Shares in Europe ended the week modestly higher, supported by companies delivering reassuring quarterly earnings. Those gains were tempered, however, by worries that rising inflation and higher bond yields might prompt central banks to tighten monetary policy. In local currency terms, the STOXX Europe 600 Index advanced 0.21%. Equities in Germany and Italy fell, while France’s CAC 40 Index and the UK’s FTSE 100 Index gained ground.
Core euro-zone bond yields rose. The yield on 10-year German bonds hit -0.32% on Friday, the highest level since June 2020, as rising US inflation expectations weighed on core asset demand. Strong Purchasing Managers’ Index (PMI) numbers also put upward pressure on yields. Yields on peripheral euro-zone bonds largely tracked core markets. Ten-year gilt yields reached 0.64% on Friday, up from 0.57% at the start of the week.
The major US indexes ended the holiday-shortened trading week mostly lower, with the large-cap benchmarks and technology-heavy Nasdaq Composite index hitting record intraday highs before falling back. A boost in longer-term interest rates weighed on fast-growing technology stocks by raising the discount rate on future profits. Conversely, the increase favoured bank shares by boosting lending margins and helping value shares– heavily weighted in financial– outperform growth stocks.
Trading began Tuesday on a solid note, attributed to a mixture of hopes for further fiscal stimulus, continued soft monetary policy, a better-than-expected fourth-quarter earnings season, and progression in fighting the coronavirus. Wall Street also seemed stimulated by a Bloomberg report that vaccine supply is anticipated to double by April, partly thanks to the approval of additional candidates.
US stocks fell on Thursday morning after Walmart reported weaker-than-expected earnings. The company also forecast slower earnings growth in the coming year, in part due to its commitment to raise the average wage of its employees to $15 an hour. The news followed Wednesday’s Labor Department report that producer prices rose 1.3% in January, the largest increase since December 2009. Retail sales also rose by 5.3% in the month – well above consensus expectations of a 1.1% gain, which many attributed to 600 dollars in direct payments to lower- and middle-income Americans approved as part of the December stimulus package. Weekly jobless claims, reported Thursday, jumped to 861,000, the highest level since mid-January. Data on the housing market also surprised on the downside, with house prices falling sharply from a nearly 14-year high. Inflation worries and retail sales data helped push the yield on the 10-year U.S. Treasury note to its highest level in nearly a year.
Japan’s stock benchmarks produced mixed results for the week. The Nikkei 225 Stock Average advanced 1.7% (497.85 points) and closed at 30,017.92. This was the first time the widely watched benchmark had topped the 30,000 milestone in more than 30 years– although it remained well below the all-time high of 38,597 it reached in 1989. For the year-to-date period, the Nikkei index is ahead 9.38%. The broader equity market benchmarks, the large-cap TOPIX Index and the TOPIX Small Index, finished the week with modest losses. In other market news, the yen was slightly weaker and traded above JPY 105 versus the U.S. dollar on Friday. Meanwhile, the yield of the 10-year Japanese government bond finished the week at 0.11%, the highest level since November 2018.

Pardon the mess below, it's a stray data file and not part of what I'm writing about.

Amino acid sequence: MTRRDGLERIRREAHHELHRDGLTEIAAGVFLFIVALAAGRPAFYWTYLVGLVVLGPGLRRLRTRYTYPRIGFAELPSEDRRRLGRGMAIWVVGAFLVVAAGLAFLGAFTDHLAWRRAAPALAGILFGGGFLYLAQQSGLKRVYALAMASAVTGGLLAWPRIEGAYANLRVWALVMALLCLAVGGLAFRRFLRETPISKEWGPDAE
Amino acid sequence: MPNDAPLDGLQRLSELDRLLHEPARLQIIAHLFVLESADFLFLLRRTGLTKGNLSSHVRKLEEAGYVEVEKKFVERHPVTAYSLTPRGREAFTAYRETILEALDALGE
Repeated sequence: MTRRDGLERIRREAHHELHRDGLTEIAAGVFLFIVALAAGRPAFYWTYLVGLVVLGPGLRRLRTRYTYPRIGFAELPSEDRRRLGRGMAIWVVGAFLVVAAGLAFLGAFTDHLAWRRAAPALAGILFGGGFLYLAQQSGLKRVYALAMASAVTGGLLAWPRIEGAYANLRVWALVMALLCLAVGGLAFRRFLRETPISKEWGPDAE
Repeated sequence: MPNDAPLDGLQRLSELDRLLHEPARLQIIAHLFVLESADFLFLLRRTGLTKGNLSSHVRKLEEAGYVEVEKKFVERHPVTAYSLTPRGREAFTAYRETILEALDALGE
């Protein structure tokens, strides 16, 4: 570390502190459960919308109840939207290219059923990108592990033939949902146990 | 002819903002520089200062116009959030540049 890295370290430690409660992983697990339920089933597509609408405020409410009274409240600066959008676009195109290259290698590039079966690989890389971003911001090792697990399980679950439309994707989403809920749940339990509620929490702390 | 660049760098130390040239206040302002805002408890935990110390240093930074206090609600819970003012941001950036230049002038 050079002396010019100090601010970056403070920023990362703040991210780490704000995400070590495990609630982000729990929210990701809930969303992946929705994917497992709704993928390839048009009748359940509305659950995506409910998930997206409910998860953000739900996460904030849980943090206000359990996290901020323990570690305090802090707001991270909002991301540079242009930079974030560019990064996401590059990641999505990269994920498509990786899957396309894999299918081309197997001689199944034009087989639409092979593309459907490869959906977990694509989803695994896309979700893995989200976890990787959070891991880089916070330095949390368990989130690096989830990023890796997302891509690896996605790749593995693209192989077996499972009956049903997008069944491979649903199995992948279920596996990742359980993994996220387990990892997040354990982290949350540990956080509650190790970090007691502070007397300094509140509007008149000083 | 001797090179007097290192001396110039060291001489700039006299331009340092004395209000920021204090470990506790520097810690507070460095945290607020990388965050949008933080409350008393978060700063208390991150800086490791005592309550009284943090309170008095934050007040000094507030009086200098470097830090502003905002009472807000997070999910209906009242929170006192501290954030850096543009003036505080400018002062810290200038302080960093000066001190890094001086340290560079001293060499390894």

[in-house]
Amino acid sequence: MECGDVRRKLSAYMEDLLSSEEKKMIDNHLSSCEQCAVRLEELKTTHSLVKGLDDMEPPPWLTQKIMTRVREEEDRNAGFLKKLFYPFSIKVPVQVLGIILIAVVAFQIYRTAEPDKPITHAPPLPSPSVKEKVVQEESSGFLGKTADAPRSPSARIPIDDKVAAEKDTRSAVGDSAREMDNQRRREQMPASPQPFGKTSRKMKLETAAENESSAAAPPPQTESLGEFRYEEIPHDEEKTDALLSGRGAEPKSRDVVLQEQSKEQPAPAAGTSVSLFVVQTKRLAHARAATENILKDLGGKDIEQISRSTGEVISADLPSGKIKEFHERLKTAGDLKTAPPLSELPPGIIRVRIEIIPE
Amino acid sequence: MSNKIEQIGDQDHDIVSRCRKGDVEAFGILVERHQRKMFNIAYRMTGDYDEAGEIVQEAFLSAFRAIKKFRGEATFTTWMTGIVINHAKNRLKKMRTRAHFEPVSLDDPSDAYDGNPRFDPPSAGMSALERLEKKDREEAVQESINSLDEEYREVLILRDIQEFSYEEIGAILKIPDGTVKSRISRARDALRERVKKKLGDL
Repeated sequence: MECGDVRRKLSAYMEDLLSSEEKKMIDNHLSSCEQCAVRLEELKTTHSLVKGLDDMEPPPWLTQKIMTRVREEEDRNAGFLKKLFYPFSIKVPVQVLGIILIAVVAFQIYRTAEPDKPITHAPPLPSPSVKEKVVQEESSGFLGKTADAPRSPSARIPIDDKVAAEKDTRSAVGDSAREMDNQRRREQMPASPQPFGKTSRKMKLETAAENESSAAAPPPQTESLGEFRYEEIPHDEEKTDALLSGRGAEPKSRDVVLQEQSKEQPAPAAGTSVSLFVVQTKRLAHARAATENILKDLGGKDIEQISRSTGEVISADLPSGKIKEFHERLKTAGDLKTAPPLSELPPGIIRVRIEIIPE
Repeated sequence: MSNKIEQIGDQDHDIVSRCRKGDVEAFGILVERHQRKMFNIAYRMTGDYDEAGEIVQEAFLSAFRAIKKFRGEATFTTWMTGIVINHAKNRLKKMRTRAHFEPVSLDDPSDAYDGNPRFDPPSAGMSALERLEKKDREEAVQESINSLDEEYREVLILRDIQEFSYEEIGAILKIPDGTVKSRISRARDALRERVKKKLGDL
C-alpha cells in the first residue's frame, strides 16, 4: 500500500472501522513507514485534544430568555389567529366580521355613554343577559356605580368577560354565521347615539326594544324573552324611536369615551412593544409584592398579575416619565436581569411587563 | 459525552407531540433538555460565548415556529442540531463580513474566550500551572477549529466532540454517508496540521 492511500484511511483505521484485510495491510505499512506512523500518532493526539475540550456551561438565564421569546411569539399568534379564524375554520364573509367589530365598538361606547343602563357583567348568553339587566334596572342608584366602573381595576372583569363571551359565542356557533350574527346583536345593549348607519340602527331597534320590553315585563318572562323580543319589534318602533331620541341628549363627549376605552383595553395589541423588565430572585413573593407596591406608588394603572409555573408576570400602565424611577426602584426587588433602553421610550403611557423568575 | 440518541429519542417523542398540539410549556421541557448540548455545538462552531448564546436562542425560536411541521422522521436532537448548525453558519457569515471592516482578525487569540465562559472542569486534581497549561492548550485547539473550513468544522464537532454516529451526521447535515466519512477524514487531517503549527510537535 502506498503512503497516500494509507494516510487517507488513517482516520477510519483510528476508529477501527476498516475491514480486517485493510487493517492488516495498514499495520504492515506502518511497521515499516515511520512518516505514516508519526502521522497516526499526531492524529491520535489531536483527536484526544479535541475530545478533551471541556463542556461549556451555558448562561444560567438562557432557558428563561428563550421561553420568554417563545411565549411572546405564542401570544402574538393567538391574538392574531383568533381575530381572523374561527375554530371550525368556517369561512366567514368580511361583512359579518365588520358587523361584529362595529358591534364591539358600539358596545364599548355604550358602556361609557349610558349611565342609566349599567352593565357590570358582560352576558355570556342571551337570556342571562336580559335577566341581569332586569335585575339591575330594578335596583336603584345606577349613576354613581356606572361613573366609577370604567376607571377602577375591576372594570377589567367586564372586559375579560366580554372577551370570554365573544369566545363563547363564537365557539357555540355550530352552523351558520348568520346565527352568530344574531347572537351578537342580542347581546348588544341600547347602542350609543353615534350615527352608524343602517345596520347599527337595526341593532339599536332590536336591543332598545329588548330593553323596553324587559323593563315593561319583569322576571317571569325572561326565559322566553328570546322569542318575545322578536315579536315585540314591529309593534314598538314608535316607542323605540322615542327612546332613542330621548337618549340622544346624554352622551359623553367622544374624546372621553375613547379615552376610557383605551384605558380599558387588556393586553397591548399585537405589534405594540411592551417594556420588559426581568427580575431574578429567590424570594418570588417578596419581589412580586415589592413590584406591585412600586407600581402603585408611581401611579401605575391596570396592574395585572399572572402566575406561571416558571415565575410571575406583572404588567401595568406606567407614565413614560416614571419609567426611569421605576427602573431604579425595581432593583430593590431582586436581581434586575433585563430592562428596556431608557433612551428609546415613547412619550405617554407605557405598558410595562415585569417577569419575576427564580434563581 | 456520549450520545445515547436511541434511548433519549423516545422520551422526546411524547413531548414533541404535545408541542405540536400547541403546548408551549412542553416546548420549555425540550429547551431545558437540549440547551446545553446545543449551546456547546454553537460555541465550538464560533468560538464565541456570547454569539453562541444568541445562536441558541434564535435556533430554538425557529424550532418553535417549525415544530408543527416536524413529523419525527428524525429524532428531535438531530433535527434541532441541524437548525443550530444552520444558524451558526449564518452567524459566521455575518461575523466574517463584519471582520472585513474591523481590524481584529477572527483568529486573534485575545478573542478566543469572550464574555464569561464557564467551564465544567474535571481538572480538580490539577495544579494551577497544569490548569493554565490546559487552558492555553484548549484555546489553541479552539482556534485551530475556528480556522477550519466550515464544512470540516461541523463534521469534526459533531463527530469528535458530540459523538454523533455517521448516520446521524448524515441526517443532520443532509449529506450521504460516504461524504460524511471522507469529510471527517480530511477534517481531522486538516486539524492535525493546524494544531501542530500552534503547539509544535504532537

Chinese shares ended on a mixed note on a holiday-shortened week. The large-cap CSI 300 Index slipped 0.5%, while the benchmark Shanghai Composite Index rose 1.1%. China’s financial markets reopened Thursday, February 18, after a weeklong Lunar New Year holiday. In fixed income markets, the yield on China’s 10-year government bond closed at 3.31%, five basis points above its pre-holiday level. The People’s Bank of China (PBOC) drained RMB 260 billion from the financial system, which dampened buying momentum. Now that China’s economy is on firm footing, analysts expect the PBOC will gradually dial back pandemic stimulus measures. In currency trading, the renminbi closed at 6.487 against the U.S. dollar, slightly weaker from its pre-holiday level.
Commodities traded lower for a second week with the US and China attempting to get a trade deal across the finish line. Gold found support at a key level while a week-long oil rally ran out of steam with OPEC+ under pressure to cut production further. West Texas Intermediate fell $1.28 to settle at $59.24 a barrel, falling less than 1% over the week. Brent for the April settlement slipped $1.02 to end the session at $62.91 a barrel, posting its largest daily drop since 15th January.
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